# 1.1.3 Equations

### Word Equations

• These show the reactants and products of a chemical reaction using their full chemical names
• The reactants are those substances on the left-hand side of the arrow and can be thought of as the chemical ingredients of the reaction
• They react with each other and form new substances
• The products are the new substances which are on the right-hand side of the arrow
• The arrow (which is spoken as “goes to” or “produces”) implies the conversion of reactants into products
• Reaction conditions or the name of a catalyst (a substance added to make a reaction go faster) can be written above the arrow
• An example is the reaction of sodium hydroxide (a base) and hydrochloric acid produces sodium chloride (common table salt) and water:
• Sodium hydroxide + hydrochloric acid ⟶ sodium chloride + water

### Symbol Equations

• A symbol equation uses the formulae of the reactants and products to show what happens in a chemical reaction
• A symbol equation must be balanced to give the correct ratio of reactants and products:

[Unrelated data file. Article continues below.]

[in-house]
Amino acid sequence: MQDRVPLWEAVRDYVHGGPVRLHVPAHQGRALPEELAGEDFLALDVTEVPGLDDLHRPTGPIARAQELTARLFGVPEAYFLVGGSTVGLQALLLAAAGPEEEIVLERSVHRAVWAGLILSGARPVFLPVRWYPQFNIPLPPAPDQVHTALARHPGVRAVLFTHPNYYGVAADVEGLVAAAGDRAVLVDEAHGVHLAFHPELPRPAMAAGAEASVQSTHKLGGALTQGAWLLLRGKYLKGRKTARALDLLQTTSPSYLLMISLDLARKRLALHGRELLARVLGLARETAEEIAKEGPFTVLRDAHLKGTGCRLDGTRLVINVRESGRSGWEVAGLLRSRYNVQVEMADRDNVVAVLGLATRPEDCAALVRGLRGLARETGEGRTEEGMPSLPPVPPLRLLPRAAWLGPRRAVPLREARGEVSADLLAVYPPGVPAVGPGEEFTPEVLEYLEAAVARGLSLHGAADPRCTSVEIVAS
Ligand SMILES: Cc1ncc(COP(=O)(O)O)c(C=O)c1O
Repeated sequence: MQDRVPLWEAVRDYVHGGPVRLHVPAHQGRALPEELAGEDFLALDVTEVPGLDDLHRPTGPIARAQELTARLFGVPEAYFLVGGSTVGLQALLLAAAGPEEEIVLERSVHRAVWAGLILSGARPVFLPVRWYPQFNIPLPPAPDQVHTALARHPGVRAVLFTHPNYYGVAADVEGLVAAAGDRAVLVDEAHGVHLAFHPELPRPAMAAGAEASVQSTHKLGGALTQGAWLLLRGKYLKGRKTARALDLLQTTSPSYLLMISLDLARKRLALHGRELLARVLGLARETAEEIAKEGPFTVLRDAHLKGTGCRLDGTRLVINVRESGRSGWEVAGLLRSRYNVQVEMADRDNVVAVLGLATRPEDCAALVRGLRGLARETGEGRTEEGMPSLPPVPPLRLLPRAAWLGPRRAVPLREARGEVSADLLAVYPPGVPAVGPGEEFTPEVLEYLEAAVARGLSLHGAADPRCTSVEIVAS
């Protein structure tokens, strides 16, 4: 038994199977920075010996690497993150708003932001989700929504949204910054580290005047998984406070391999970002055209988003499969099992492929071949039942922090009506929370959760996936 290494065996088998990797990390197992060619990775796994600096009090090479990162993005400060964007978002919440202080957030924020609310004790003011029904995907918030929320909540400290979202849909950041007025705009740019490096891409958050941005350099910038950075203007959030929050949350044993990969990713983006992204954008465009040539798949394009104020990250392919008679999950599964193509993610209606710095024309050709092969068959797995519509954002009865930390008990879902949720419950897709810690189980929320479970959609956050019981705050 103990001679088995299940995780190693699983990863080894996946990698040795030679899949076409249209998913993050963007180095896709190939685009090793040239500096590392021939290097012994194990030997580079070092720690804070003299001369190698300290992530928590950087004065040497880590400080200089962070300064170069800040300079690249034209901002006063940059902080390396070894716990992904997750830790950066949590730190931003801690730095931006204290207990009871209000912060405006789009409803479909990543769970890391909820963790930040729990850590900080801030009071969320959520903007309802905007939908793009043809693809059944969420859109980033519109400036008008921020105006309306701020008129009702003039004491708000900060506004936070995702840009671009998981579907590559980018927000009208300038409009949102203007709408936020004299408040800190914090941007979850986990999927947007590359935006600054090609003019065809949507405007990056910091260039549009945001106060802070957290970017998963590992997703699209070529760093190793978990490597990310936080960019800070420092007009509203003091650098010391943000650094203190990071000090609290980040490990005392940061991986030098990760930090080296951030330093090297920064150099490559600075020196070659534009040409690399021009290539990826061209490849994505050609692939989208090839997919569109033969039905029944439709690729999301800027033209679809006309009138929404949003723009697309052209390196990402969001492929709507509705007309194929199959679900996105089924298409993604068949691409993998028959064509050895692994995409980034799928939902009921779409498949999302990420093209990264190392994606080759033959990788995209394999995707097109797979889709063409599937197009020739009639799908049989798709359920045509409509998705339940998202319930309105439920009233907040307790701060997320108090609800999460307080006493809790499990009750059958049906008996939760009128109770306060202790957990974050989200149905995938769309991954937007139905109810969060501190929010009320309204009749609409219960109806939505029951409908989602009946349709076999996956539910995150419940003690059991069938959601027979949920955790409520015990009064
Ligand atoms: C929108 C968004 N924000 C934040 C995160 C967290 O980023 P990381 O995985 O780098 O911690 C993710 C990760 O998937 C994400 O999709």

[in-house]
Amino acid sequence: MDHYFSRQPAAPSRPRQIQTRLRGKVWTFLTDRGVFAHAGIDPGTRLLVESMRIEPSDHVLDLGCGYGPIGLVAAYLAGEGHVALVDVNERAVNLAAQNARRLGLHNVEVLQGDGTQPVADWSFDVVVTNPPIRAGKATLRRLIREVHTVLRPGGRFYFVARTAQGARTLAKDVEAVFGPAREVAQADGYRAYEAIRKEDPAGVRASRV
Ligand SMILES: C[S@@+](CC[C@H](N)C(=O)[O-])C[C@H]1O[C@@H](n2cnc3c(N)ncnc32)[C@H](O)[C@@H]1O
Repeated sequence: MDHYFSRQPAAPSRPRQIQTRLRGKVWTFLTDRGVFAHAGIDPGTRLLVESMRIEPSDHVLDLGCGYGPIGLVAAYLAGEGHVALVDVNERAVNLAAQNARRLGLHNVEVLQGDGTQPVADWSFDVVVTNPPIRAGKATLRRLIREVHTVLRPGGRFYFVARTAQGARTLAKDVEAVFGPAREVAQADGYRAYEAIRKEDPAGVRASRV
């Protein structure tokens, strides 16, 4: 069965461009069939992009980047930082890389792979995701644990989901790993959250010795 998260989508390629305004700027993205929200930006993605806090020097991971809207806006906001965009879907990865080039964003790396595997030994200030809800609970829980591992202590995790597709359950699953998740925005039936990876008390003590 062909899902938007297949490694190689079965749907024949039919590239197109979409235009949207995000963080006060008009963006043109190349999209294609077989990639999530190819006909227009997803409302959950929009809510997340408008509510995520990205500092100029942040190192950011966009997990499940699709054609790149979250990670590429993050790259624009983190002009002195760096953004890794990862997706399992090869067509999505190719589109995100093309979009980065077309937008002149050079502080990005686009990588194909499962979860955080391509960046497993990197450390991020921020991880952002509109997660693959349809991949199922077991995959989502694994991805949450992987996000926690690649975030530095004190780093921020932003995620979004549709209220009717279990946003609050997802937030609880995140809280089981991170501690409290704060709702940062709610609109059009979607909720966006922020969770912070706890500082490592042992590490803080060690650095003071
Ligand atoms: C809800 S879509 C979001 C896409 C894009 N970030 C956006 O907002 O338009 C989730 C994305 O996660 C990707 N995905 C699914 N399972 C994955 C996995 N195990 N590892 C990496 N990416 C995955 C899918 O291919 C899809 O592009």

S + O2 → SO2

• This equation shows that one atom of sulfur (S) reacts with one  molecule of oxygen (O2) to make one molecule of sulfur dioxide (SO2)

#### Nothing created – nothing destroyed

• New substances are made during chemical reactions
• However, the same atoms are always present before and after reaction
• They have just joined up in different ways
• Atoms cannot be created or destroyed, so if they exist in the reactants then they absolutely must be in the products!
• Because of this the total mass of reactants is always equal to the total mass of products
• This idea is known as the Law of Conservation of Mass

#### Balancing Equations

• The Law of Conservation of Mass enables us to balance chemical equations, since no atoms can be lost or created
• You should be able to:
• Write word equations for reactions outlined in these notes
• Write formulae and balanced chemical equations for the reactions in these notes

#### Exam Tip

Chemical equations do not contain an equals sign between the left and right-hand sides but are written with an arrow instead. The arrow means that the reactants have reacted together and formed the product(s).

### Author: Francesca

Fran has taught A level Chemistry in the UK for over 10 years. As head of science, she used her passion for education to drive improvement for staff and students, supporting them to achieve their full potential. Fran has also co-written science textbooks and worked as an examiner for UK exam boards.
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